I entered the ministry in my mid-twenties and was often reminded of how young I was by those to whom I ministered. There were several encounters that will forever be etched into my mind. One was with an elderly gentleman in his sixties, while I was on a Clinical Pastoral Care rotation at a Veteran’s Hospital. Upon the visit, I introduced myself as the chaplain. He proceeded to inform me that I did not look old enough to be a chaplain. The other was also on a rotation assignment in another hospital with a staff member. This individual informed me that they could not be a member of a congregation where the pastor was younger than they, and at the time I was much younger.

These two anecdotes illustrate the prevailing thought concerning spiritual maturation. Many correlate an individual’s spiritual and emotional maturity with age. However, in her book, “Adult Children of Emotionally Immature Parents,” (New Harbinger Publications, 2015) Lindsay C. Gibson, PsyD indicates the reality that emotionally immature adults neglect their children emotionally and raise emotionally immature children. In his book, “The Emotionally Healthy Church,” Peter Scazzero reveals that there is a connection between one’s spiritual maturity and emotional maturity. Here is where I believe the crisis is for the church: the inability to connect emotional and spiritual maturity with discipleship.

As I reflect on those anecdotes illustrated earlier, I am reminded of how age is a common barometer of emotional maturity until an individual does something that does not coincide with their age. Many have voiced comments about adult men who play video games. That is not what I am referring to. What seems to be pervasive in the body of believers is the inability to grow up emotionally. In most congregations there is a crisis, a controversy or scandal. When those who are in the midst of these unsavory events act out, many will have adult temper tantrums. If you are not familiar with an adult temper tantrum, it is when an adult storms out of a meeting because they are not getting their way or commences to bully other members into submitting to their wishes. These are not the attributes of adults; however, they play out over and over in congregational life.

We are directed, led and prodded by our emotions. They lead us like puppets on a string. Diana Fosha, Daniel J. Siegel, and Marion Solomon write, “Hardwired to connect with each other, we do so through emotions. Our brains, bodies and minds are inseparable from the emotions that animate them.”[i] An individual’s emotional self or emotional process is inseparable from their spiritual maturation. Scazzero observes, “Very, very few people emerge out of their families of origin emotionally whole or mature.”[ii] An emotionally immature individual cannot be spiritually mature. This is the challenge of discipleship or transformation that following Christ offers.

While the church has been successful in training individuals concerning spiritual gifts, the link between spiritual maturity and emotional maturity has not traditionally been connected. This gap has made the possibility of an authentically transformed life untenable. As we encounter Christ and follow him, we do so with the emotional history of our family of origin. This is neither good nor bad, it is simply challenging to one’s spiritual growth, especially when the emotional self is neglected.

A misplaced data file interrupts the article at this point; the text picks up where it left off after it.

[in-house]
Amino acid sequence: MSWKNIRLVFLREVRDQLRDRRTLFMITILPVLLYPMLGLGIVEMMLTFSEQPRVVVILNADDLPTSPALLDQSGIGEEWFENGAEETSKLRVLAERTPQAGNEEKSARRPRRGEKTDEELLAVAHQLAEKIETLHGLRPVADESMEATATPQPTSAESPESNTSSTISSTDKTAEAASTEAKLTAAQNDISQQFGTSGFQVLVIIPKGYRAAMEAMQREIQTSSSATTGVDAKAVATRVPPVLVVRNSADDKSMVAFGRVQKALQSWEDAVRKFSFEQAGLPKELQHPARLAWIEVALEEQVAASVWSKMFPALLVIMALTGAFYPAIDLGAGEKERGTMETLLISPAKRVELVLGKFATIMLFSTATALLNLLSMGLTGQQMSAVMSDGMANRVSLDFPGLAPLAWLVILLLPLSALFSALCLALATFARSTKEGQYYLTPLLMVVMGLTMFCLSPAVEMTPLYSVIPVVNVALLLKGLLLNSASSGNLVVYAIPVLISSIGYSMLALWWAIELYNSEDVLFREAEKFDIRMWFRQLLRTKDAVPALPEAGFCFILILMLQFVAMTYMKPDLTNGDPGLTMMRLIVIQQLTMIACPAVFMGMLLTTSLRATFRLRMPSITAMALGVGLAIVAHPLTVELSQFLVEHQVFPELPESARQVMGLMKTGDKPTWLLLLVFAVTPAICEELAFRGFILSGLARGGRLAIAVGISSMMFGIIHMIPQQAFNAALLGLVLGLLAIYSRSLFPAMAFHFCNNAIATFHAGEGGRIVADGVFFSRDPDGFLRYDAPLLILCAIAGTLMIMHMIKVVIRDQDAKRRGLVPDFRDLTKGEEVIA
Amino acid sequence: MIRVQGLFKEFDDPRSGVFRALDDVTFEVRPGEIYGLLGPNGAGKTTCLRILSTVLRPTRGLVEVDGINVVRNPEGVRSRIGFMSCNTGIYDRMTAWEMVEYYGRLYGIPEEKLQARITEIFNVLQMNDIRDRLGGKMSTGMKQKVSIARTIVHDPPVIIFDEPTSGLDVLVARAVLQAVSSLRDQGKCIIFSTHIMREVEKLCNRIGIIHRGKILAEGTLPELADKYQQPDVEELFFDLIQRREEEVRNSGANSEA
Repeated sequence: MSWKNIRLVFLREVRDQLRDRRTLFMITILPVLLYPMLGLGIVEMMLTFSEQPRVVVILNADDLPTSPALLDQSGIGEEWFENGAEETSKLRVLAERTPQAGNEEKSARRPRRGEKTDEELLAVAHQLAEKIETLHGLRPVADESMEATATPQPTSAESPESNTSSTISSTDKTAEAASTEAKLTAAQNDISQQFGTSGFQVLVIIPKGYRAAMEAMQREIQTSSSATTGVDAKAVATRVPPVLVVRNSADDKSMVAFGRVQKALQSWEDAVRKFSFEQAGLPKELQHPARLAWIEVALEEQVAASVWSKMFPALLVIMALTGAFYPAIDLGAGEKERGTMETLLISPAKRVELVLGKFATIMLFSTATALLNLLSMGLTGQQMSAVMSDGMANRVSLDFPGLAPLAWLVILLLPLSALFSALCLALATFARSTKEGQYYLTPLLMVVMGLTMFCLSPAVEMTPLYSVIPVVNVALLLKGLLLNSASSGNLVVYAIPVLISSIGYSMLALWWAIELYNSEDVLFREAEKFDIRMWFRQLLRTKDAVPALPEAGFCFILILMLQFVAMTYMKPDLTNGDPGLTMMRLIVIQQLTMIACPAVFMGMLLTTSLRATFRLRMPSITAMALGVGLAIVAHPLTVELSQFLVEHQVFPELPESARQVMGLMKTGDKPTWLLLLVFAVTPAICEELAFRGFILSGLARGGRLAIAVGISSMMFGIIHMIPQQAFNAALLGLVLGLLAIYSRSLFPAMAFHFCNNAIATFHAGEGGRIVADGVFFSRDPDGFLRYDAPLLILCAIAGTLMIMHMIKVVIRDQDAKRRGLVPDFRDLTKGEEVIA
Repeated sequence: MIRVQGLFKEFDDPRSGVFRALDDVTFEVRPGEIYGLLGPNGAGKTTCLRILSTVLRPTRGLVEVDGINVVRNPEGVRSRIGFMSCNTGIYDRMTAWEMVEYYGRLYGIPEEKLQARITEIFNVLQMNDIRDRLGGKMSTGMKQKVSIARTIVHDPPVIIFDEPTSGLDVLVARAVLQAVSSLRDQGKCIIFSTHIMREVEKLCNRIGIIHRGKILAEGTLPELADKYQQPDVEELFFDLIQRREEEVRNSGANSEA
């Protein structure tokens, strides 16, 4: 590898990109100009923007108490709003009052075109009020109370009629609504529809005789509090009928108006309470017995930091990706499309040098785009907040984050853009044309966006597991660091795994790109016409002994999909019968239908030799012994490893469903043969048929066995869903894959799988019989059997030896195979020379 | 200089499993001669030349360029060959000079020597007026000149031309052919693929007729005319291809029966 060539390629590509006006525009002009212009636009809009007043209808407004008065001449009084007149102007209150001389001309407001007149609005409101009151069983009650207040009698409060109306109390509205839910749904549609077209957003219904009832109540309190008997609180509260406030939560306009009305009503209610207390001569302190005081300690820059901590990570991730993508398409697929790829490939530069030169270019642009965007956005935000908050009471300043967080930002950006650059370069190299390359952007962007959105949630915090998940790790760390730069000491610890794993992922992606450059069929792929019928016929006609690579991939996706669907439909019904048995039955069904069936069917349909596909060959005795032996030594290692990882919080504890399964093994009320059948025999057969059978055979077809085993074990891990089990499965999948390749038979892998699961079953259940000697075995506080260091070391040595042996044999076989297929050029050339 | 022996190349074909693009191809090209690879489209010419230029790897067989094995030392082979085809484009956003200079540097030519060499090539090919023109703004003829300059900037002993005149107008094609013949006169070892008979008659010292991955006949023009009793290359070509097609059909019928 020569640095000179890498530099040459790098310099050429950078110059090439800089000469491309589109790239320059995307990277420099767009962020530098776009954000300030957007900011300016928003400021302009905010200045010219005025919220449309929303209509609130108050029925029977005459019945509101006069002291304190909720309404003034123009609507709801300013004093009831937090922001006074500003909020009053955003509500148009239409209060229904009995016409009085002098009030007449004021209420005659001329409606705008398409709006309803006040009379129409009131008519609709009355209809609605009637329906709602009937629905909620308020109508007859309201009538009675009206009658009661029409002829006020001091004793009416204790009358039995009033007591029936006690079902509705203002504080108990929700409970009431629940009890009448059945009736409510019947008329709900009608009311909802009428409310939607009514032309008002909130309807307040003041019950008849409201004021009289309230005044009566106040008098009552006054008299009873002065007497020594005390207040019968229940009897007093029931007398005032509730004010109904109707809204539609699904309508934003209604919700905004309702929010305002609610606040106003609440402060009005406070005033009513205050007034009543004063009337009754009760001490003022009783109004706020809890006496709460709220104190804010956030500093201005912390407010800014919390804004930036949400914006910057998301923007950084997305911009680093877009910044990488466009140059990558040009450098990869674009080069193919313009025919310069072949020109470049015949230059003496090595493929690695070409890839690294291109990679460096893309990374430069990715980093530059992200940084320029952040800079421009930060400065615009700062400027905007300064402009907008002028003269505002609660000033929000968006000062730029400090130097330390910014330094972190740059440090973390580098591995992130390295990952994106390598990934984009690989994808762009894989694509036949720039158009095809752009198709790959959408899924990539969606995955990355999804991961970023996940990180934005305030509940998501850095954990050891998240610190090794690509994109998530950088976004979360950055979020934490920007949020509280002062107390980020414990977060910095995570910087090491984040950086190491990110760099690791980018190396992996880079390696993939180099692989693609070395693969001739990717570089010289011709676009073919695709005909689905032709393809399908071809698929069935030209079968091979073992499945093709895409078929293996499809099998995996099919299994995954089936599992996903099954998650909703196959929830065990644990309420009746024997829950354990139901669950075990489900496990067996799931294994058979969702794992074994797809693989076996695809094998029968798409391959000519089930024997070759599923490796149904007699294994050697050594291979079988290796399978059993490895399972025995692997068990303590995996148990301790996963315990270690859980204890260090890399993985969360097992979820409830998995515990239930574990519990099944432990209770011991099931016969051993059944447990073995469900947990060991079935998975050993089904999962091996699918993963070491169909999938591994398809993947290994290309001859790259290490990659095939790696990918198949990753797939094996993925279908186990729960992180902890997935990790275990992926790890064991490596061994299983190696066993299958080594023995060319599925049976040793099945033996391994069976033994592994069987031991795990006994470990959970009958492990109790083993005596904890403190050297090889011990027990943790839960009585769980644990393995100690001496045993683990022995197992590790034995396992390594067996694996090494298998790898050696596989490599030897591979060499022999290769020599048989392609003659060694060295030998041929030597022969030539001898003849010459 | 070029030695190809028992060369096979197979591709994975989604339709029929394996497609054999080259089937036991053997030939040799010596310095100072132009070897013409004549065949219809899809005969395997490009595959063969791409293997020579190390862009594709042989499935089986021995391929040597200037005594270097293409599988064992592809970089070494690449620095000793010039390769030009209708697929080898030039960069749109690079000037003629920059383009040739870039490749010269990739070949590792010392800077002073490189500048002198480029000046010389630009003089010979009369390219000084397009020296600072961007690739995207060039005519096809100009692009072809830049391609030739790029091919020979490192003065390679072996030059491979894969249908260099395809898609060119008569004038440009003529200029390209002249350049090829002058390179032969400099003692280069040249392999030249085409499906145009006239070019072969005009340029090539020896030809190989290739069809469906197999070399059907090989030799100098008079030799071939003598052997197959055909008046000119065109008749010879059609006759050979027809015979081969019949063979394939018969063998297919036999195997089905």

Followers of Christ are disciples, and discipleship is a journey, not a destination. It is not reaching a point in our lives when we can declare that we have arrived. This is a journey of spiritual development that involves the emotional self. As a disciple develops spiritually, transformation involves the development of the emotional self.

As believers, we accept Jesus Christ into our lives as our Lord and Savior. This for the Christian is a powerful and life-changing moment. It is the moment when one looks towards the examples and teachings of Jesus to live by. As the apostle Paul taught in 2 Corinthians 5:17, “Therefore if anyone is in Christ, he is a new creature; the old things passed awaybeholdnew things have come” (NASB).

How refreshing and comforting to realize that being a follower of Christ makes things new. Yet, the connection between spiritual development and emotional maturity is missed. Here is where the teaching of discipleship becomes paramount in the life of the believer. Following Christ traditionally is linked to being a disciple. The definition of a disciple is one who follows and learns. What seems to be missing in the process is developing emotionally as well as spiritually.

If Scazzero is correct in his work on emotional health, then emotional development is integral to discipleship development. Disciples must be keenly aware of what drives an individual to do what they do. At the core of who we are is our emotions. We cannot separate ourselves from our emotions. An individual’s emotional process comes from their family of origin. The environment that nurtured us during our formative years is the environment that stamps us with our emotional process—however, we can mature.

To the Church of Corinth Paul wrote, “When I was a child, I used to speak like a childthink like a childreason like a childwhen I became a man, I did away with childish things” (1 Cor. 13:11 NASB). Here, the writer spoke about maturing in the love of God. This type of maturation is not surface-level, nor is it restricted to our spiritual nature. To truly mature in the love of God involves maturing emotionally. It involves growing into the individual that personifies Christ. This is not a mere image, or a reflection, it is indeed a new creation that emerges like a butterfly from the cocoon. May we find our way through the murky minefield of spiritual growth and be transformed thoroughly.

The Rev. Dr. Greg Johnson is pastor of Cornerstone Community Church, Endicott, N.Y.